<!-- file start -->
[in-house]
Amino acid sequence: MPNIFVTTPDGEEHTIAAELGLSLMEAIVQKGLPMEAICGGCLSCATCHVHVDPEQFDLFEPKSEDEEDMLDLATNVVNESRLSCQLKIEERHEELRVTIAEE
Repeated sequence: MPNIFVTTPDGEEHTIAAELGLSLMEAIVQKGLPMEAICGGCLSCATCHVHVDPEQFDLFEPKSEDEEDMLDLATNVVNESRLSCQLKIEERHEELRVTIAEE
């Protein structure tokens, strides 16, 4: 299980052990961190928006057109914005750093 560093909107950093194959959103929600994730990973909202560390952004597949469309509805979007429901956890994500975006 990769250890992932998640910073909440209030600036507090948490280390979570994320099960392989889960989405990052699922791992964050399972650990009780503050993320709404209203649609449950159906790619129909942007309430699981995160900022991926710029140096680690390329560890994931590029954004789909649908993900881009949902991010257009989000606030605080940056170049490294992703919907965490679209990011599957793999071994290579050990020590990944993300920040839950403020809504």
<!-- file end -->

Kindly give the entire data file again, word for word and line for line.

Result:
[in-house]
Amino acid sequence: MPNIFVTTPDGEEHTIAAELGLSLMEAIVQKGLPMEAICGGCLSCATCHVHVDPEQFDLFEPKSEDEEDMLDLATNVVNESRLSCQLKIEERHEELRVTIAEE
Repeated sequence: MPNIFVTTPDGEEHTIAAELGLSLMEAIVQKGLPMEAICGGCLSCATCHVHVDPEQFDLFEPKSEDEEDMLDLATNVVNESRLSCQLKIEERHEELRVTIAEE
């Protein structure tokens, strides 16, 4: 299980052990961190928006057109914005750093 560093909107950093194959959103929600994730990973909202560390952004597949469309509805979007429901956890994500975006 990769250890992932998640910073909440209030600036507090948490280390979570994320099960392989889960989405990052699922791992964050399972650990009780503050993320709404209203649609449950159906790619129909942007309430699981995160900022991926710029140096680690390329560890994931590029954004789909649908993900881009949902991010257009989000606030605080940056170049490294992703919907965490679209990011599957793999071994290579050990020590990944993300920040839950403020809504």